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Things Move Too Fast to Overlook Half the Workforce

Category: Andy Marken's blog Published on Friday, 20 March 2015


           Everybody knows women are fragile. I mean, they're all emotions, no logic, there's nothing going on upstairs. Every once in a while, they say something that's a little inconvenient.” – Carol Dexter, “Changeling,” Imagine Entertainment, 2008


If you listen to some guys, you’d swear women shouldn’t touch technology.

They don’t realize that if it weren’t for the female contributions, we’d still be using abacas, tin cans and a string and probably pickup sticks.

Ada Lovelace wrote the software for Babbage’s machine and today, half of the users of tech products and websites are women.


According to Deloitte, women have been the leading adaptors of:

  • Internet usage
  • Mobile phone voice usage
  • Mobile phone location services
  • Text messaging
  • Skype
  • Every social network but LinkedIn
  • All Internet-enabled devices
  • E-readers
  • Health-care devices
  • GPS

Deloitte also reported that their choices impact up to 85 percent of the purchasing decisions or about $4.3 trillion of the total U.S. spending.

In an industry where eight out of ten new ventures fail, wither or are bought for pennies on the dollar; Intel’s investment group found that women-operated, venture-backed high-tech companies average 12 percent higher annual revenues.

They do it with an average of one-third less capital than male counterparts' startups and are less likely to brag about or flaunt the wad of money they put in the bank.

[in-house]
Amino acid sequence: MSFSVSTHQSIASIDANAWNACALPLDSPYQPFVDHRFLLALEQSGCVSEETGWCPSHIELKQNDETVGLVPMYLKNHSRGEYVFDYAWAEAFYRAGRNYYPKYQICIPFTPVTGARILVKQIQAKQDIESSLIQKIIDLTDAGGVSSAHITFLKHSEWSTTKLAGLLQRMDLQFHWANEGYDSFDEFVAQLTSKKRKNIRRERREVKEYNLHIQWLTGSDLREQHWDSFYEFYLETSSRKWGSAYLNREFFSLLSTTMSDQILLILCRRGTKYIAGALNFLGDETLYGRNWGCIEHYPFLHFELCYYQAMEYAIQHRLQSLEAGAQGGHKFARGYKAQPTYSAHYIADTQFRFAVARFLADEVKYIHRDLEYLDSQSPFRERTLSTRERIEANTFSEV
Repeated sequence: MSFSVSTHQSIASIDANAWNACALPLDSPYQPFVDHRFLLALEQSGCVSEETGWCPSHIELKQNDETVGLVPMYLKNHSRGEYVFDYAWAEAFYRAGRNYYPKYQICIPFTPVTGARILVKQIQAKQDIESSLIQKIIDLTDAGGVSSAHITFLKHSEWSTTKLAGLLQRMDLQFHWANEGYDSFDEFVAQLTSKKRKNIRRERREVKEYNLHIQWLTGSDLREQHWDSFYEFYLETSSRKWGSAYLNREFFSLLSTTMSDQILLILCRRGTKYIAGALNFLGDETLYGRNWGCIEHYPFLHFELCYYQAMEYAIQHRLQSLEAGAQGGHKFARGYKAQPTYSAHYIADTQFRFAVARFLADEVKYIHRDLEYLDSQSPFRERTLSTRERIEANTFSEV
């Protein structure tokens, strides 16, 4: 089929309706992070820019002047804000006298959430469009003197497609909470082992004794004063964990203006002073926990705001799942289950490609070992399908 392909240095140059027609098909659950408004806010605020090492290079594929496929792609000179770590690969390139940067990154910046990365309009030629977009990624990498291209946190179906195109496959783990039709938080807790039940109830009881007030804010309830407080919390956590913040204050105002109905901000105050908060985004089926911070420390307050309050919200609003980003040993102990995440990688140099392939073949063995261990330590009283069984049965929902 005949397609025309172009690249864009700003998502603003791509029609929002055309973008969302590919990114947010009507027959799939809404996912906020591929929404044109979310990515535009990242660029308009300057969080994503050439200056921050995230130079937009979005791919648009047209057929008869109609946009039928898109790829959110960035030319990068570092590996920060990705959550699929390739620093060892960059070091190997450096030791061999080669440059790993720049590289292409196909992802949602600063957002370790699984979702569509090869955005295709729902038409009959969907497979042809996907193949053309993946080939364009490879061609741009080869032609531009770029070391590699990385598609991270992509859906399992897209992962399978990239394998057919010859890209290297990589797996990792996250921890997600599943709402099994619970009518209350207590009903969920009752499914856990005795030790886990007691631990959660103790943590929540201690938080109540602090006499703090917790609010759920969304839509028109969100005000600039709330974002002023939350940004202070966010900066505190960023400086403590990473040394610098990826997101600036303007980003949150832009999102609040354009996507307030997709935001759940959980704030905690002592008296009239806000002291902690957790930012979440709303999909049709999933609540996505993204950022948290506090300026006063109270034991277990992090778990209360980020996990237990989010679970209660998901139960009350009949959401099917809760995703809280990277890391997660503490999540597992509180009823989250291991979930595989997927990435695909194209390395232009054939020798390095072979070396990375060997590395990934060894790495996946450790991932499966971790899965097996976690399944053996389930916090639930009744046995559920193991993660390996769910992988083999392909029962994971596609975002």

Regardless of race or ethnicity, they are the largest economic force … worldwide.

The problem is they aren’t equally represented in most organizations, technical staffs or in leadership positions where they can define the firm’s/industry’s future direction.

And while it’s true that just because a woman works in a tech company doesn’t mean she knows how to create products for women or can lead the organization; but the numbers are way out of whack.

As Christine Collins responded, “And the horse you rode in on.”


Numbers Dwindle – While the number of women and men starting out in an organization is close to 50/50, the percentages decrease as individuals move up in the organization. Men and women have to be proactive in encouraging women to grow into more responsible positions. The challenge for women is that there are fewer hard skill task paths for them than softer skills.

According to a study reported last year by Credit Suisse, women comprised 12.7 percent of global board appointments in 2013 and females in senior management positions were only 12.9 percent.

In fact, you can probably only name a few women who are the driving forces in technology ideas, innovation.

You know, there’s Facebook’s Sheryl Sandberg, Yahoo’s Marissa Mayer, HP’s Meg Whitman, IBM’s Ginni Rommety and Xerox’s Ursula Burns; but without some serious Googling, that’s about it.

Obviously, there are a lot more female managers and engineers who make important contributions every day.

Why are the numbers important?

According to Parks Associates, diverse teams usually outperform teams composed of the very best individuals. They explained that diversity in perspective and problem-solving approaches trumps individual ability.


Understanding Imbalance - Preconceived ideas of gender roles aren’t the same as women’s actual roles/contributions in the workplace today. It is expected that men promote themselves and speak up, but not women which make it difficult to understand/appreciate their goals, their ambitions.

It’s hard to get that information if they aren’t part of the team.

As Reshma Saunjani, founder of Girls Who Code, noted, “Women become technologists in spite of all the things we put ahead of them, not because of them.”